Group Says Animal ID Bad for Small Farms

Group filed lawsuit last year to stop it.

Published on: May 18, 2009

The Farm-to-Consumer Legal Defense Foundation said today that a cost/benefit study commissioned by United States Department of Agriculture proves that the costs for small farmers to implement the National Animal Identification System could put many of them out of business.

"The government's own numbers show that a small farmer will pay at least twice and in some cases nearly three times the costs per animal to particip ate in NAIS as will the operators of the large confined animal feeding operations," said acting Fund president Pete Kennedy.

The costs quoted in the study called "The Benefit-Cost Analysis of the National Animal Identification System," which was released April 29, range from $2.48 per animal for CAFOs with more than 5,000 cattle to $7.17 per animal for producers with less than 50 and who do not currently tag their cattle.

"Not only is the difference unfair," Kennedy says, "we think the numbers themselves are substantially underestimated, which will further burden the small farmers to the point of making their way of life untenable.

Kennedy also pointed to the study's unreasonably low estimate of what it would cost a small farmer to hire someone to read the tags since many of them will not be able to afford to purchase the thousand-dollar-plus electronic tag reading equipment.

"The government's time and labor costs for custom tag reading are not grounded in reality," Kennedy said. "For instance, the study estimates that a small farmer could hire a third party to travel to his farm to do it for only $1.87 per animal. That estimate seems ridiculously low, especially for farms and ranches located in remote areas."

Fund board member Taaron G. Meikle said that the unrealistic and misleading cost assumptions together with USDA's own statement about the major benefits of NAIS are further evidence that the animal identification program is being implemented to benefit CAFOs at the expense of the small farmer.

Meikle pointed to a fact sheet published by the USDA's Animal and Plant Health Inspection Service Veterinary Services that lists key points from the study. "The first one speaks to the timely recovery of export markets after a disease outbreak and the second says that traceability is necessary to participate in the global marketplace," she said. "Neither of these matter to a sm all farmer who sells his beef to his neighbors on his farm or at a farmer's market."

Meikle reiterated the Fund's position that implementing NAIS will do little if anything to improve animal health or food safety in the United States.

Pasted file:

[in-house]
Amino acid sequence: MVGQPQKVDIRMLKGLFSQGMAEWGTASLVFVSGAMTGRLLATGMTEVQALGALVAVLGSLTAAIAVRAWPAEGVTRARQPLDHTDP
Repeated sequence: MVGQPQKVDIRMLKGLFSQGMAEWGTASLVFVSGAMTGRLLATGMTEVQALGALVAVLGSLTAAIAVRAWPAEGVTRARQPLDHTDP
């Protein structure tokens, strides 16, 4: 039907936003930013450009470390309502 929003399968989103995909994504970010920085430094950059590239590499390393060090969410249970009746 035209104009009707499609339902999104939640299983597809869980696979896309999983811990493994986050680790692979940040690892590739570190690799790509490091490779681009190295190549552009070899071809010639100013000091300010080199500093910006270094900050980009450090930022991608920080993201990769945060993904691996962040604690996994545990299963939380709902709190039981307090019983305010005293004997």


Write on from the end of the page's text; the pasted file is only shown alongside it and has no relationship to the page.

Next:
Most animal health problems are the result of the high-density CAFOs that concentrate thousands of animals in one location, while food safety problems begin at the slaughterhouse where NAIS traceability ends," she said.

"By implementing NAIS—which requires small farmers and ranchers to track each animal individually while allowing CAFOs to track all animals under one blanket Group Identification Number—the USDA would be rewarding factory farms whose practices encourage disease while crippling small farms an d the local food movement in the name of increased international sales.

Meikle also noted that the Fund intends to have a presence at the upcoming listening tour on NAIS that the USDA plans to conduct in seven cities beginning May 15. "The USDA is positioning these hearings as a forum to discuss "stakeholder concerns' about NAIS, when the hearings should be focused on whether or not it is needed at all, and we intend to make sure the voices of small farmers are heard."

The Fund last year filed suit in the U.S. District Court– District of Columbia against the USDA and the Michigan Department of Agriculture to stop the implementation of NAIS.

The MDA has implemented the first two stages of NAIS –property registration an d animal identification – for all cattle and farmers across the state under the guise of its bovine tuberculosis disease control program. MDA's implementation of the first two steps of NAIS was required in exchange for a grant of money from the USDA.

The Fund's suit asks the court to issue an injunction to stop the implementation of N AIS at both the state and federal levels by any state or federal agency. If successful, the suit would halt the program nationwide.